Re: philosophical frameworks

From: Russell Standish <>
Date: Wed, 14 Jul 1999 11:57:58 +1000 (EST)

> I think we need a way to rule out some of the approaches, otherwise we'll
> get bogged down arguing over basic issues without any way to resolve them
> and without being able to get to the deeper issues.
> Why did I reject Moravec's approach when I first read about it in his book?
> I think it was because it asks me to give up my current philosophical
> framework (namely decision theory) without offering anything comparable to
> replace it with. The same is true for the relative strong SSA. I was
> sympathetic to quantum immortality until I spent a month last year trying
> to figure out how decision theory would to work with the relative strong
> SSA (although the term wasn't coined yet at the time) and failed to see how
> decision theory can be modified to be compatible with it and still be
> self-consistent. These problems are not apparent until you try to formalize
> things.
> So I ask anyone who does not accept the absolute strong SSA to show me
> either how you would formally fit your approach into the framework of
> decision theory, or what philosophical framework you would replace it with.

I, for one, do not accept the strong SSA (which is what I assume you
mean by "absolute strong SSA"). Actually, I fail to see decision
theory as being a productive line of thought, and thought that also
last time it was discussed on the list. However, this may be my own
immaturity - I also thought the earlier discussion on measure went off
the rails, until I realised recently (thanks to you) that the measure
issue critically impinges on the "why physical laws" (aka white
rabbit) problem.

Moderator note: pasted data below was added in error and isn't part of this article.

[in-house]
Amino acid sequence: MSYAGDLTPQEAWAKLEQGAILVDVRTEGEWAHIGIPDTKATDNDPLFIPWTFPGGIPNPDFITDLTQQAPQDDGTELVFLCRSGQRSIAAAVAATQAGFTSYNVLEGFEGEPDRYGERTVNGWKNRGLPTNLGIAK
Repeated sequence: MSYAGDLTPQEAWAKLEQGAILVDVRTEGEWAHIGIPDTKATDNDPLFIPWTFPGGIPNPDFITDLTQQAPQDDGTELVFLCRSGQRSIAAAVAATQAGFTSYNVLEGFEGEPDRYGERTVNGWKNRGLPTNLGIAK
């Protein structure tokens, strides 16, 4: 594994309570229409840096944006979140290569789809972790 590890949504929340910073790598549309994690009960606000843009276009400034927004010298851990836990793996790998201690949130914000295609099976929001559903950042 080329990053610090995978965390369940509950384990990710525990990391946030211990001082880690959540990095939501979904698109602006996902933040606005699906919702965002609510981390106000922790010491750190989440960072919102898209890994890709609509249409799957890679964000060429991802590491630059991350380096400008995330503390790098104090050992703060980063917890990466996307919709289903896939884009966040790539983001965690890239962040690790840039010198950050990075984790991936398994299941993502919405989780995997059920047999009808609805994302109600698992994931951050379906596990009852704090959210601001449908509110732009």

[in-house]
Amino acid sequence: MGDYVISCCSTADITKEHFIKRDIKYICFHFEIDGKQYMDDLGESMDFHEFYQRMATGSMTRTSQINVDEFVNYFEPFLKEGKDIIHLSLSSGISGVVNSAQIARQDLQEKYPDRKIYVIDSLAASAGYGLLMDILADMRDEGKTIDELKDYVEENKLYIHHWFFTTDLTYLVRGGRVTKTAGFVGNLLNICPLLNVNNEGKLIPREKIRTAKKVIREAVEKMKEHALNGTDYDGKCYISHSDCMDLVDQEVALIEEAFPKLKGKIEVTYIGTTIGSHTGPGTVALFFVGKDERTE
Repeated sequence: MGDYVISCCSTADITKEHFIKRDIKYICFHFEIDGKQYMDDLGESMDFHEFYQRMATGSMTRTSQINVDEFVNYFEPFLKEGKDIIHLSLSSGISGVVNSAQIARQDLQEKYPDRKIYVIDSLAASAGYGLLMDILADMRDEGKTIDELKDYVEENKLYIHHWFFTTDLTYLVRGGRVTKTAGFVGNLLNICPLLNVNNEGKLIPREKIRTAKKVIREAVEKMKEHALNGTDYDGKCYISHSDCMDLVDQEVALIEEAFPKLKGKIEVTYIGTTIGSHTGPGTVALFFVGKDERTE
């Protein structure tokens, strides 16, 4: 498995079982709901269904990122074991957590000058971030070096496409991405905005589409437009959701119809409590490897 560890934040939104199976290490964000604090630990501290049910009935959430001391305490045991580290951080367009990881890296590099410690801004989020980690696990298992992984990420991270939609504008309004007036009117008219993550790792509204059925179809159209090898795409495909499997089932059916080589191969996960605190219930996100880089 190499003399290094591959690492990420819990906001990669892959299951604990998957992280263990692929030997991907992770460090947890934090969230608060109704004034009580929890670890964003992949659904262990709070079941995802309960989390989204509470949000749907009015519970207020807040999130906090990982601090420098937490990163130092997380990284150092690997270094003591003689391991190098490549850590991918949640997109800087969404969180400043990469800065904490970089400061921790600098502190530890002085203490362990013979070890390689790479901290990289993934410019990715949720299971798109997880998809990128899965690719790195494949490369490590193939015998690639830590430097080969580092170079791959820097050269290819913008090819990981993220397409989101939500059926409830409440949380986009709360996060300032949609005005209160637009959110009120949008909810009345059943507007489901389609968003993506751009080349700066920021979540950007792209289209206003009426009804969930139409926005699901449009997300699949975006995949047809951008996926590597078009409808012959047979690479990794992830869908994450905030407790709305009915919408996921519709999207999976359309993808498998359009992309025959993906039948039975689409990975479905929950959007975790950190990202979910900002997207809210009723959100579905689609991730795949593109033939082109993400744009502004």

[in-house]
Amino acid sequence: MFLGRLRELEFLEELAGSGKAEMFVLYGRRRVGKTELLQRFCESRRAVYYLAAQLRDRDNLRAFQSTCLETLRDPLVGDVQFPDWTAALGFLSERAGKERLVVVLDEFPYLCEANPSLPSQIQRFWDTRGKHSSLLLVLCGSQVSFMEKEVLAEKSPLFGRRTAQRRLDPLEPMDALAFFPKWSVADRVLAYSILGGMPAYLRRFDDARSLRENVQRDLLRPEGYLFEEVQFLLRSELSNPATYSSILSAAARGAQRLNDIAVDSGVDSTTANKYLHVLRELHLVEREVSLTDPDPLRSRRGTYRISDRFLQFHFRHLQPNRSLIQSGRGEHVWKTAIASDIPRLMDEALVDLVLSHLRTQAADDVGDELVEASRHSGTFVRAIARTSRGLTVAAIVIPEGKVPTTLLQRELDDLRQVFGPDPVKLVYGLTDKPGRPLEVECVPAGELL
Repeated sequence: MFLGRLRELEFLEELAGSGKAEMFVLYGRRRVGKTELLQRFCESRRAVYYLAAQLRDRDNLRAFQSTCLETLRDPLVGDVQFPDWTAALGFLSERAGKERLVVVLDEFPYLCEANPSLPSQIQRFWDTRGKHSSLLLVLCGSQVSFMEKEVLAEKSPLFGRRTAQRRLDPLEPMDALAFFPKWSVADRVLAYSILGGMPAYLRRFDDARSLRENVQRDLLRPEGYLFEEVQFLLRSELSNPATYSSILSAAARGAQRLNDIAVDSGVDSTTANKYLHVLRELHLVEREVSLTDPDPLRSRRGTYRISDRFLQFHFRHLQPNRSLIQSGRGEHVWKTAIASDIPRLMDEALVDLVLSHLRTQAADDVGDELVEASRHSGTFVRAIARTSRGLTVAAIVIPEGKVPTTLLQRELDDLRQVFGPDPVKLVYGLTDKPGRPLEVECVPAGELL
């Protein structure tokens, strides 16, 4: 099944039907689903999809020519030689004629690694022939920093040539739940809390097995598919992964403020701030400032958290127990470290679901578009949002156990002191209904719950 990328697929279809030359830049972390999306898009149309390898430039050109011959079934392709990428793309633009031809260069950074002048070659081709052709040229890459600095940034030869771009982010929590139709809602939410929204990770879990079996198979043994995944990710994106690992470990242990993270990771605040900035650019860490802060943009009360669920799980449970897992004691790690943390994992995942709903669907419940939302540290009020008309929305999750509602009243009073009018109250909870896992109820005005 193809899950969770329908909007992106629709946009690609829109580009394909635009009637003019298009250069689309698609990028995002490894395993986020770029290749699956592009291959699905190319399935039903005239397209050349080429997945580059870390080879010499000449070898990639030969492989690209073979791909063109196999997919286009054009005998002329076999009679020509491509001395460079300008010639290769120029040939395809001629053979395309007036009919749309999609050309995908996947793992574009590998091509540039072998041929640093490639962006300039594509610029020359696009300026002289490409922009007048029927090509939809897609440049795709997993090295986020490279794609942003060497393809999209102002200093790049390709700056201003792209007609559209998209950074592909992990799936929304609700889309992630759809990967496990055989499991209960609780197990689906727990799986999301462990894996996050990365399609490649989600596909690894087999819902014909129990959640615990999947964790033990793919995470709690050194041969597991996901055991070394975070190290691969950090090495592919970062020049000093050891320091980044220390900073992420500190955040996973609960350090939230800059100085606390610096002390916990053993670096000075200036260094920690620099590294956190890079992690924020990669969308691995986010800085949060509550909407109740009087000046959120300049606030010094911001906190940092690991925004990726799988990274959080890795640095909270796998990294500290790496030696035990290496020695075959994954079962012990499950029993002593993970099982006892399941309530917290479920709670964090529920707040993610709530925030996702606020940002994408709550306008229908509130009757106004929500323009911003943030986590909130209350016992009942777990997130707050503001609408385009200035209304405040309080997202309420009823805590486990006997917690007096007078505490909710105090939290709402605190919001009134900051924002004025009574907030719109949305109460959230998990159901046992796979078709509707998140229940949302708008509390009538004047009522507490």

In essence, decision theory taken over the whole of the multiverse (ie
considering the utility of all "you-like" entities in all branches of
the mutliverse) is meaningless, as there is no free will in this
picture. Conversely, one can apply decision theory to a single
trajectory through the multiverse, as free will does exist in that
picture. However, decision theory gives precisely the same answers as
it does in the classical single trajectory case, barring quantum
suicide style decisions. In the latter case, I'm still unconvinced one
can control outcomes sufficiently well to apply decision theory at all.

> If the former, what are utility and probability functions defined over? If
> the latter, how would your framework handle questions of epistemology and
> ethics? Basicly I want an "existence proof" that your approach CAN be
> extended into a full philosophical system, even if you haven't worked it
> out completely yet.

Dr. Russell Standish Director
High Performance Computing Support Unit,
University of NSW Phone 9385 6967
Sydney 2052 Fax 9385 7123
Room 2075, Red Centre
Received on Tue Jul 13 1999 - 18:58:30 PDT

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